Semantic search receives the keywords that you type, let's say into Google, and knows exactly what your intent behind those keywords were even though you didn't type them. It does not use its solid, computational methods to find the answer you are looking for, but rather gives you answers like a human would. It does not focus entirely on Page Rank or mathematical methods to find its results, but uses techniques such as:
- Graphs - Finding relationships and patterns behind words and using synonyms to replace them.
- Fuzzy Logic - In mathematics, a question or query can only be "true" or "false." This is also true for computer science, which makes use of many mathematical concepts. However, in fuzzy logic, an answer can be "in-between" or on the fence. It does not deal with the extremes of one and zero, but with the knowledge that it already has to simulate a partial or truthful answer.
These techniques combine to give semantic search but obviously, a lot of mathematical and programming concepts convey and bring about semantic search. But the general principles of semantic search are in the list above.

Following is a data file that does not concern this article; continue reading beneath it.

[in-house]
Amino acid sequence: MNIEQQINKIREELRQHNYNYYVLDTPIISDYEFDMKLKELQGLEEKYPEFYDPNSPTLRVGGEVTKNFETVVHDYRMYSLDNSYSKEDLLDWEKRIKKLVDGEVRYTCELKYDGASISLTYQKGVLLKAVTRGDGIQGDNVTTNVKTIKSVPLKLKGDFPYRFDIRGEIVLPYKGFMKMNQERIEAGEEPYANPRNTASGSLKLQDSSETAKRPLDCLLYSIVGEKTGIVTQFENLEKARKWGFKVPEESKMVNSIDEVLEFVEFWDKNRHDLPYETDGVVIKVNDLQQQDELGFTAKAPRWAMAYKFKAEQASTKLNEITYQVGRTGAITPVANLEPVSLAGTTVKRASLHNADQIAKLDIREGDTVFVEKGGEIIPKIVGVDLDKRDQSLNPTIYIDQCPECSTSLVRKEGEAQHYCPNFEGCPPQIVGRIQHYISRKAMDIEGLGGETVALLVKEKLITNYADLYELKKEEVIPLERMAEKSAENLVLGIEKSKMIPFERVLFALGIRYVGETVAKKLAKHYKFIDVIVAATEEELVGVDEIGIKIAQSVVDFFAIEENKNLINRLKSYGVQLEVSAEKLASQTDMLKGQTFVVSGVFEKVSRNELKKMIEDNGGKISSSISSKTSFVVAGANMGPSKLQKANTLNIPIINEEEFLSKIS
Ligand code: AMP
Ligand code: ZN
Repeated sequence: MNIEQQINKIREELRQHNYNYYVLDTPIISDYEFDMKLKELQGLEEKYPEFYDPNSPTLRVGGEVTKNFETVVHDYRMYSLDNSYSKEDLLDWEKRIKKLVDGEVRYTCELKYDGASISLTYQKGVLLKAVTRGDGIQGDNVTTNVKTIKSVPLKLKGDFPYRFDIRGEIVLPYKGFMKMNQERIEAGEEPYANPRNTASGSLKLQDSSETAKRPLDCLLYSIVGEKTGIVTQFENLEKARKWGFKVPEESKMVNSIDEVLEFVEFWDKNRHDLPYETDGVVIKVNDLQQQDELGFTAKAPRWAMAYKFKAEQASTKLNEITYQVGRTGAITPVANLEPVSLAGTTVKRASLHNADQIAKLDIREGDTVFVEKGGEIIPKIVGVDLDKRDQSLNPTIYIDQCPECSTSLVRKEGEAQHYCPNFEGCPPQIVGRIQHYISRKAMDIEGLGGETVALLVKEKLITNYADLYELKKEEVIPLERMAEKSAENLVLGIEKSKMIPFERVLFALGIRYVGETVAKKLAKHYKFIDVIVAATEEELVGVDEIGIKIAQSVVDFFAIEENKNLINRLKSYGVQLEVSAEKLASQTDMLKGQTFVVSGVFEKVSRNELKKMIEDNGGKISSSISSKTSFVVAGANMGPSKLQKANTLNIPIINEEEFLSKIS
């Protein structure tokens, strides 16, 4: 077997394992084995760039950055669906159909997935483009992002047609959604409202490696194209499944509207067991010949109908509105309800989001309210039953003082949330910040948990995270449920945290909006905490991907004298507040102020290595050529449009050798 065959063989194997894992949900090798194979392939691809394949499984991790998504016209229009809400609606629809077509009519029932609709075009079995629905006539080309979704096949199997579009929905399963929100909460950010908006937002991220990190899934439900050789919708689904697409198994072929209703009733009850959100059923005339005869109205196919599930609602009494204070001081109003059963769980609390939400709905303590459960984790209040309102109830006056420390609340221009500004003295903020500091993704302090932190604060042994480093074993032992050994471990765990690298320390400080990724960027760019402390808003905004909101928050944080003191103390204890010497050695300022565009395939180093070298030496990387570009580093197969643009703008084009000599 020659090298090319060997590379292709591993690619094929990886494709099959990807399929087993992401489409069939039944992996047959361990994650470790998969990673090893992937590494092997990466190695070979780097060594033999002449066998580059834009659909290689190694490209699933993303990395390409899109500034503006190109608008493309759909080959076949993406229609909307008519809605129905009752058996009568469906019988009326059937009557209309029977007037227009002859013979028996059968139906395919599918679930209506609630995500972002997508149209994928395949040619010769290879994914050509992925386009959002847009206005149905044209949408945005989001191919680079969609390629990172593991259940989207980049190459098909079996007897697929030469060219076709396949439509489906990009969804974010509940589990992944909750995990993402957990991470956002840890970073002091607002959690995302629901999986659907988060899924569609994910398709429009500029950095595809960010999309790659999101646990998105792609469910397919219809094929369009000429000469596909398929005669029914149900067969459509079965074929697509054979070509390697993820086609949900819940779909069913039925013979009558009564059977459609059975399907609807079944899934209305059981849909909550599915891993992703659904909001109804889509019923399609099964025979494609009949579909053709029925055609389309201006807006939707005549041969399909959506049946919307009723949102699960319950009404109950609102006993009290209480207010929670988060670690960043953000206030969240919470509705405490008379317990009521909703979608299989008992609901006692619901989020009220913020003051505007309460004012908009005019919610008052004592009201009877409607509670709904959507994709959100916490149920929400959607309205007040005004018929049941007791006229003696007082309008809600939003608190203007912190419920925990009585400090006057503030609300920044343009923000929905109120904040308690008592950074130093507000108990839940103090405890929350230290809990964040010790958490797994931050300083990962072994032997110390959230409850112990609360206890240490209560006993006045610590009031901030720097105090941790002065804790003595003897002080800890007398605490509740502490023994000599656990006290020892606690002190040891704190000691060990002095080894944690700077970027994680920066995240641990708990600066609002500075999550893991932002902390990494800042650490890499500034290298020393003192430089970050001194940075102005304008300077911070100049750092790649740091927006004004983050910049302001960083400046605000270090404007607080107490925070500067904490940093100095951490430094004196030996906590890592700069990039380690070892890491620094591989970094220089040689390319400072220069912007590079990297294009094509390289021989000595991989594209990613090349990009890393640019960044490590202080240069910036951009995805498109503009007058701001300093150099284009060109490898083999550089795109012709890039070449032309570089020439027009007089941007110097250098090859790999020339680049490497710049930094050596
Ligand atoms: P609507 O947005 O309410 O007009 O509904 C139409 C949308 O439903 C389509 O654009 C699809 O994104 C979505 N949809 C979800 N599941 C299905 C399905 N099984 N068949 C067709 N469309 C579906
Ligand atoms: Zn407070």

Search engines no longer want to use their algorithms to deliver the searcher their results, they want engines that can act like humans to deliver them. They find out why the searcher wants to research the topic, what their intent was and what their keywords mean. They do this by getting to know the searcher. They do this through checking browsing history, social media channels, and so on. Whilst this may sound a little intrusive, it is part and parcel of today's technology which brings us only the best.
Semantic search is similar to mind reading, the code knows which results appeal to you more and which ones give the most informative answers. It is intuitive... and almost human.
The Beginnings of a Sci-Fi Idea
Semantic is a Greek word meaning "knowledge" and it relates to the study of meaning. This definition can be seen in "Wolfram Alpha," a semantic search engine. It classifies itself as a computational knowledge engine. Instead of giving us links related to the answer, it gives us the answer itself.